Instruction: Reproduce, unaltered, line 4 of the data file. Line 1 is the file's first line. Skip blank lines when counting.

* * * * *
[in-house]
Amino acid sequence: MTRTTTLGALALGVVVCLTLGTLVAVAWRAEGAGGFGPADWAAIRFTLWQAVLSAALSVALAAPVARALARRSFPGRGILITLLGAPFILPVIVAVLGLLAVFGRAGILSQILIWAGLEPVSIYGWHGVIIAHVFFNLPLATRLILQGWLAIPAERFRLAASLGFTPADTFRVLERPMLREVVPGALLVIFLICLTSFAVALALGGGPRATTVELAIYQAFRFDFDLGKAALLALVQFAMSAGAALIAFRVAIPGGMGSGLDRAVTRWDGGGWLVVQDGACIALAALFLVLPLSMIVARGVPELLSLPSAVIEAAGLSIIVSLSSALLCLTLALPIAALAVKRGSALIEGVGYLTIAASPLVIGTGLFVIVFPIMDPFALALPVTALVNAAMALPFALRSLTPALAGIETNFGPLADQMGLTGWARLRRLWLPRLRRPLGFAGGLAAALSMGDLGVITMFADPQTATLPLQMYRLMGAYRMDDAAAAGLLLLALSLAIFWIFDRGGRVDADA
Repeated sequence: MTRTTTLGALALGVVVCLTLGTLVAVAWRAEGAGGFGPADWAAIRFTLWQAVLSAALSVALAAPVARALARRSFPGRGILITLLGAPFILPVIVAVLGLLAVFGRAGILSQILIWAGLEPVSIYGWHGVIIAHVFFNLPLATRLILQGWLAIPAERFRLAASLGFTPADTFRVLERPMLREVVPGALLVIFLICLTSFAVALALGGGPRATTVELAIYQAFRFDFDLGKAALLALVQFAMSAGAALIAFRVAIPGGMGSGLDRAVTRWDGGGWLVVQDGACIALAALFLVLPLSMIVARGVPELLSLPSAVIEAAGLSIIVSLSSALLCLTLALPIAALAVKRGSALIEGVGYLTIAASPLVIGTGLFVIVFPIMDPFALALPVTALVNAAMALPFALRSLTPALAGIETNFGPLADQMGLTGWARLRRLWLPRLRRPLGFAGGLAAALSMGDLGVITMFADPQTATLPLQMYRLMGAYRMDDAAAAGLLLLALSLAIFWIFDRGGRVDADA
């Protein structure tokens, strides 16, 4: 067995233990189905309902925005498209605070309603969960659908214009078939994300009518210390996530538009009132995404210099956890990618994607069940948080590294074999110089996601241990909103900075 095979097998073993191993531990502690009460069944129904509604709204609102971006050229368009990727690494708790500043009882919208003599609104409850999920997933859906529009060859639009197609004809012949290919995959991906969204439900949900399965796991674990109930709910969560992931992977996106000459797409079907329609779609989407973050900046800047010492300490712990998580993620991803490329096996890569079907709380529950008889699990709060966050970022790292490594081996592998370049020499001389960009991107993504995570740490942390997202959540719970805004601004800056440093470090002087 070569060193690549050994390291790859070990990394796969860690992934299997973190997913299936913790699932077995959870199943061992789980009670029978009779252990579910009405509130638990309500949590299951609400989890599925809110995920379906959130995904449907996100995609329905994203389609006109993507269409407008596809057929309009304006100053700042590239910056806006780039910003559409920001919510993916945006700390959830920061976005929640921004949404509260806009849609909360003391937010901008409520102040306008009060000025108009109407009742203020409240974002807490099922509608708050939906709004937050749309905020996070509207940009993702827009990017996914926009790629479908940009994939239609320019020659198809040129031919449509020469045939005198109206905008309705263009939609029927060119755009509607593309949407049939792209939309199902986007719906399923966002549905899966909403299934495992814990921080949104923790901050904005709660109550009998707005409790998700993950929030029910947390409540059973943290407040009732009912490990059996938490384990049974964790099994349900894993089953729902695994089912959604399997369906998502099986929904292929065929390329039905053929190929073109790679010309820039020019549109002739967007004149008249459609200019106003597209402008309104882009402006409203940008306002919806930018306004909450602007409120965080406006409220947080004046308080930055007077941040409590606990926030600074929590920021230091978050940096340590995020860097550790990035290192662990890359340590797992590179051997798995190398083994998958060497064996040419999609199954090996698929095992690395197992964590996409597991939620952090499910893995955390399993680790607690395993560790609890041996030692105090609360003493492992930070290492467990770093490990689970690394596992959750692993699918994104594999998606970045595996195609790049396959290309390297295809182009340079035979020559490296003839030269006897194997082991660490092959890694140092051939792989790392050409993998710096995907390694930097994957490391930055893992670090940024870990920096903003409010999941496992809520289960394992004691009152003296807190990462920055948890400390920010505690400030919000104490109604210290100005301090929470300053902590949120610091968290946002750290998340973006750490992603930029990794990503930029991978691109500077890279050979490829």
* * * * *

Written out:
């Protein structure tokens, strides 16, 4: 067995233990189905309902925005498209605070309603969960659908214009078939994300009518210390996530538009009132995404210099956890990618994607069940948080590294074999110089996601241990909103900075 095979097998073993191993531990502690009460069944129904509604709204609102971006050229368009990727690494708790500043009882919208003599609104409850999920997933859906529009060859639009197609004809012949290919995959991906969204439900949900399965796991674990109930709910969560992931992977996106000459797409079907329609779609989407973050900046800047010492300490712990998580993620991803490329096996890569079907709380529950008889699990709060966050970022790292490594081996592998370049020499001389960009991107993504995570740490942390997202959540719970805004601004800056440093470090002087 070569060193690549050994390291790859070990990394796969860690992934299997973190997913299936913790699932077995959870199943061992789980009670029978009779252990579910009405509130638990309500949590299951609400989890599925809110995920379906959130995904449907996100995609329905994203389609006109993507269409407008596809057929309009304006100053700042590239910056806006780039910003559409920001919510993916945006700390959830920061976005929640921004949404509260806009849609909360003391937010901008409520102040306008009060000025108009109407009742203020409240974002807490099922509608708050939906709004937050749309905020996070509207940009993702827009990017996914926009790629479908940009994939239609320019020659198809040129031919449509020469045939005198109206905008309705263009939609029927060119755009509607593309949407049939792209939309199902986007719906399923966002549905899966909403299934495992814990921080949104923790901050904005709660109550009998707005409790998700993950929030029910947390409540059973943290407040009732009912490990059996938490384990049974964790099994349900894993089953729902695994089912959604399997369906998502099986929904292929065929390329039905053929190929073109790679010309820039020019549109002739967007004149008249459609200019106003597209402008309104882009402006409203940008306002919806930018306004909450602007409120965080406006409220947080004046308080930055007077941040409590606990926030600074929590920021230091978050940096340590995020860097550790990035290192662990890359340590797992590179051997798995190398083994998958060497064996040419999609199954090996698929095992690395197992964590996409597991939620952090499910893995955390399993680790607690395993560790609890041996030692105090609360003493492992930070290492467990770093490990689970690394596992959750692993699918994104594999998606970045595996195609790049396959290309390297295809182009340079035979020559490296003839030269006897194997082991660490092959890694140092051939792989790392050409993998710096995907390694930097994957490391930055893992670090940024870990920096903003409010999941496992809520289960394992004691009152003296807190990462920055948890400390920010505690400030919000104490109604210290100005301090929470300053902590949120610091968290946002750290998340973006750490992603930029990794990503930029991978691109500077890279050979490829």